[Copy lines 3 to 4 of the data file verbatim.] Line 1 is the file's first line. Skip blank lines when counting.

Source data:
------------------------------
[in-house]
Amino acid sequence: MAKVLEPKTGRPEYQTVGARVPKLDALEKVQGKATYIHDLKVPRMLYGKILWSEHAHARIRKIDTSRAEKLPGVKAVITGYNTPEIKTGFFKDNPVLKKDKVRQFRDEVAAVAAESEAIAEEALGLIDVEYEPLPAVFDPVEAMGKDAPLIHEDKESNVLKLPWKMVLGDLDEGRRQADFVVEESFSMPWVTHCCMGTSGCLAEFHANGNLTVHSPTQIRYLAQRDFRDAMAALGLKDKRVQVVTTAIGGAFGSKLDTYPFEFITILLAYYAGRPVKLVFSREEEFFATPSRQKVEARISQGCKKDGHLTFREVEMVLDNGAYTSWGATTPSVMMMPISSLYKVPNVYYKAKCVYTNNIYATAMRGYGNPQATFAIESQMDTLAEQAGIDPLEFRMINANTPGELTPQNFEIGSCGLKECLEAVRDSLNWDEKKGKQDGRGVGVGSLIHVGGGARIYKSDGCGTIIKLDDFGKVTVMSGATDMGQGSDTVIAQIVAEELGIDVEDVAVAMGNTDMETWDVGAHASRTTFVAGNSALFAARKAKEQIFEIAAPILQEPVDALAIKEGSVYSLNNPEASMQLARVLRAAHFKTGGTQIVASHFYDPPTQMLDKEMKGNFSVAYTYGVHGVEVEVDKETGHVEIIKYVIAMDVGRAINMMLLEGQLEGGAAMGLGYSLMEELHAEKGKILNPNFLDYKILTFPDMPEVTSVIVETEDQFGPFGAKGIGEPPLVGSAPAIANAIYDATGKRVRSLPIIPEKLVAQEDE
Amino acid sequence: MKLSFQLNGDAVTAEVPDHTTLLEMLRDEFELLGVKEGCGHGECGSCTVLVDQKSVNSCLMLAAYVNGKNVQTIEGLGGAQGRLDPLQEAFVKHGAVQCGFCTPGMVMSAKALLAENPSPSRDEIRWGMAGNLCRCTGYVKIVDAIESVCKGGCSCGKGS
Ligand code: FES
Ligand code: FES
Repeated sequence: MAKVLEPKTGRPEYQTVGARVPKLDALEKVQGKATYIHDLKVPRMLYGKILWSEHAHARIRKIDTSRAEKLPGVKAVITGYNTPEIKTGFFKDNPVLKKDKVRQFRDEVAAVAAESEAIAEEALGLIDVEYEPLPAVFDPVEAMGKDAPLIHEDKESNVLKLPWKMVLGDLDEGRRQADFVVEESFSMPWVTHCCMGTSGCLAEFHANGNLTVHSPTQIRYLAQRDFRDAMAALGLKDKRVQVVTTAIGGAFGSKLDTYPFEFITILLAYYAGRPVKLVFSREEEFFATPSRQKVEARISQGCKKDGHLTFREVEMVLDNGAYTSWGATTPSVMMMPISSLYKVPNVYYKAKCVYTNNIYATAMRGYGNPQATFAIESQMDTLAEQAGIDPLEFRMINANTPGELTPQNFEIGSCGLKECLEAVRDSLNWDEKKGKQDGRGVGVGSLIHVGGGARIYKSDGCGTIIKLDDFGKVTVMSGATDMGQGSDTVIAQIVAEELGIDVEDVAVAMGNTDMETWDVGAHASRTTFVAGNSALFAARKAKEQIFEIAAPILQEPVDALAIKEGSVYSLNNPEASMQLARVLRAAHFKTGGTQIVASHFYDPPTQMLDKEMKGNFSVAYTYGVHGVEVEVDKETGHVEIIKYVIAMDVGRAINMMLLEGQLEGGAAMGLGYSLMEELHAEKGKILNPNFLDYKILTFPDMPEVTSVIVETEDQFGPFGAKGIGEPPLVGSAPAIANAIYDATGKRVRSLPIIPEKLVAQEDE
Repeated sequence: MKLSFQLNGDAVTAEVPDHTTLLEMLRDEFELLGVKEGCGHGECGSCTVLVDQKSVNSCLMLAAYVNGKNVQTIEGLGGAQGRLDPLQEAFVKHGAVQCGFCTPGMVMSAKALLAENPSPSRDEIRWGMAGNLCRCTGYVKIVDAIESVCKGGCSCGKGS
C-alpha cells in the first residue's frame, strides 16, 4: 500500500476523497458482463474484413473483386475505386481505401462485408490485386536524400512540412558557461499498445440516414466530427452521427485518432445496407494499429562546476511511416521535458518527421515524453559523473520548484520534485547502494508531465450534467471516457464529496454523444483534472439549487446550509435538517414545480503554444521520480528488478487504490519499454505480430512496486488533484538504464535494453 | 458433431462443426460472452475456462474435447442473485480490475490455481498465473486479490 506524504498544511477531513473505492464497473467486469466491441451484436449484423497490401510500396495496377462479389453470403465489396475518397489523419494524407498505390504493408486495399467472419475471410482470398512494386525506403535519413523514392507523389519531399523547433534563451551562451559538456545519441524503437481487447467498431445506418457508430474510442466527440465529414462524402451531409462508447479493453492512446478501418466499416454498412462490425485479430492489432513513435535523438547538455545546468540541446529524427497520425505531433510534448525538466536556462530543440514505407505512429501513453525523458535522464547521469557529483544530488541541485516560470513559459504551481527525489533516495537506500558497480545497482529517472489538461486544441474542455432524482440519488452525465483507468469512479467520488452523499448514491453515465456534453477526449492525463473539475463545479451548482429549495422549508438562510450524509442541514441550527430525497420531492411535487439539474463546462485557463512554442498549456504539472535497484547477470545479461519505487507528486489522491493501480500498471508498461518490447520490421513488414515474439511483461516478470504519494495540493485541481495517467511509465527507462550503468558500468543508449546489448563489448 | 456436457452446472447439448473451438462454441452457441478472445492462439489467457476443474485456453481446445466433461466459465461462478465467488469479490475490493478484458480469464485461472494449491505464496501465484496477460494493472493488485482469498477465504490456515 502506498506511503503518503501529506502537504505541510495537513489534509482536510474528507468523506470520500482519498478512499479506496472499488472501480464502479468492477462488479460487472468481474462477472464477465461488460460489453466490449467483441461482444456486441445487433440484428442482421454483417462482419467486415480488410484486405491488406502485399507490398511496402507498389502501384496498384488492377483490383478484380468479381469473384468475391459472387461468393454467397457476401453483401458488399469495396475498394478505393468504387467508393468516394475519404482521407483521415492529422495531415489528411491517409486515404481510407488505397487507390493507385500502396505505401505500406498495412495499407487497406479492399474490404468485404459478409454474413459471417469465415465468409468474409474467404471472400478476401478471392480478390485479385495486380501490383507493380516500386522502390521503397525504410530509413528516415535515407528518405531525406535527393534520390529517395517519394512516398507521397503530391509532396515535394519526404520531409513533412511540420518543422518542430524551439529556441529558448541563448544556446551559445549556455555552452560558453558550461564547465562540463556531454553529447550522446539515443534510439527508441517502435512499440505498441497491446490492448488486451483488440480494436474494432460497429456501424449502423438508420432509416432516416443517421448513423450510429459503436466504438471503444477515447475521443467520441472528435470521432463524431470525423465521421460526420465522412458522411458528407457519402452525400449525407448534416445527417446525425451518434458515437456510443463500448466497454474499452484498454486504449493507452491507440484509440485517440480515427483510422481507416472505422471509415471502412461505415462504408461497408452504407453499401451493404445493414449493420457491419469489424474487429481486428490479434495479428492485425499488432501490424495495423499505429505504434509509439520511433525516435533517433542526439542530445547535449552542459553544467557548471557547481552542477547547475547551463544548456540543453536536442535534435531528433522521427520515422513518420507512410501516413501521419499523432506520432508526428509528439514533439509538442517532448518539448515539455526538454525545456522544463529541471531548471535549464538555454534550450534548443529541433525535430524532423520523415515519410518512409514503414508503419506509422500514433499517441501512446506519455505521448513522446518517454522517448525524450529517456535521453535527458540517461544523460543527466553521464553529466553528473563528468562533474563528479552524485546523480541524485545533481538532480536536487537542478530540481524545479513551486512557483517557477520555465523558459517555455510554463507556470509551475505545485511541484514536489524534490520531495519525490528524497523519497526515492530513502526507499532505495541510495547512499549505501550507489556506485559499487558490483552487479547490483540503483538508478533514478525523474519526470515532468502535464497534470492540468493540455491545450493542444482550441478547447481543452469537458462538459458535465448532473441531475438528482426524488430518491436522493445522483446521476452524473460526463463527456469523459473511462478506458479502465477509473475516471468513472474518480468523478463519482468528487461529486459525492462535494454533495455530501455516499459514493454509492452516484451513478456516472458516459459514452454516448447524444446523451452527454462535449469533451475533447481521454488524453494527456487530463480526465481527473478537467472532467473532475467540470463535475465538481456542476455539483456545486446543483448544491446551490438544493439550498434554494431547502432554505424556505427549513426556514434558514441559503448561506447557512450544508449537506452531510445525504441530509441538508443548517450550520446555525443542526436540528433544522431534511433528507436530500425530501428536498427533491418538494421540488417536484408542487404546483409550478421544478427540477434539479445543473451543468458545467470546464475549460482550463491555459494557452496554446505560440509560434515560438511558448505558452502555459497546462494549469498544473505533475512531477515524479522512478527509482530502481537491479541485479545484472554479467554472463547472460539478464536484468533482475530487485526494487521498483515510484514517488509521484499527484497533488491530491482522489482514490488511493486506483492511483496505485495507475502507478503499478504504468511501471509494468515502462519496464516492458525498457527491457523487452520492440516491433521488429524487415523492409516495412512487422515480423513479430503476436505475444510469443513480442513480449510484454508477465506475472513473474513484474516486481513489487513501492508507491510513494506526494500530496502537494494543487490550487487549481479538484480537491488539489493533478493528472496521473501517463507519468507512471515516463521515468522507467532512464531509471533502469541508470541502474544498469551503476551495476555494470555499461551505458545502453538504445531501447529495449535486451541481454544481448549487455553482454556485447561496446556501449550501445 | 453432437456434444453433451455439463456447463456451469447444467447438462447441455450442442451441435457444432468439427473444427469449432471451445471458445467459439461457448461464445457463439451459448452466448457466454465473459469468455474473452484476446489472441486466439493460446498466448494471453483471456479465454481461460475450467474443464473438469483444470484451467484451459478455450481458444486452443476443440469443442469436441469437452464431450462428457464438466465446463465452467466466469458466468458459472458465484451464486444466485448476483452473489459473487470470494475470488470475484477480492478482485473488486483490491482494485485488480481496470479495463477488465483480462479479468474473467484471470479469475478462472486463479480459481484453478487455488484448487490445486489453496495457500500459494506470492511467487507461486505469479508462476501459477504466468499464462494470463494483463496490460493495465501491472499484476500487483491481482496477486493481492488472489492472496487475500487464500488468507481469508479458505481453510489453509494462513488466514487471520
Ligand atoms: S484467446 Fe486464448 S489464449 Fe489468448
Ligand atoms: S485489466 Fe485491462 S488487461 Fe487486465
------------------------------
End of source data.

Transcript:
Amino acid sequence: MKLSFQLNGDAVTAEVPDHTTLLEMLRDEFELLGVKEGCGHGECGSCTVLVDQKSVNSCLMLAAYVNGKNVQTIEGLGGAQGRLDPLQEAFVKHGAVQCGFCTPGMVMSAKALLAENPSPSRDEIRWGMAGNLCRCTGYVKIVDAIESVCKGGCSCGKGS
Ligand code: FES